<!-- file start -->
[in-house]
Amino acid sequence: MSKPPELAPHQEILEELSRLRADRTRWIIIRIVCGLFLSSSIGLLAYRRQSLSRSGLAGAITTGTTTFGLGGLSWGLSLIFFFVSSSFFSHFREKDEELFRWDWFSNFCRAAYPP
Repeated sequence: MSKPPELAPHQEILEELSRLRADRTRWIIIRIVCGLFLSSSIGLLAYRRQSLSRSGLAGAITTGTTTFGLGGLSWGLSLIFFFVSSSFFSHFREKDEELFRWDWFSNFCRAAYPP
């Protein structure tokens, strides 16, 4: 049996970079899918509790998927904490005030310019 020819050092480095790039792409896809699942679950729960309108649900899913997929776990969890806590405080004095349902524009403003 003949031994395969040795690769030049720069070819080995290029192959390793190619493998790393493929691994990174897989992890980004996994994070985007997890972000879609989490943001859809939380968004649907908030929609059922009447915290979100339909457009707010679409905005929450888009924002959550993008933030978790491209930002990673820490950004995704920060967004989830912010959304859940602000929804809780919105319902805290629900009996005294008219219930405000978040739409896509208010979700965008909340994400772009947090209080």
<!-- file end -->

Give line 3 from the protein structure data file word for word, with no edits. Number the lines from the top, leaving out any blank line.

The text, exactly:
Repeated sequence: MSKPPELAPHQEILEELSRLRADRTRWIIIRIVCGLFLSSSIGLLAYRRQSLSRSGLAGAITTGTTTFGLGGLSWGLSLIFFFVSSSFFSHFREKDEELFRWDWFSNFCRAAYPP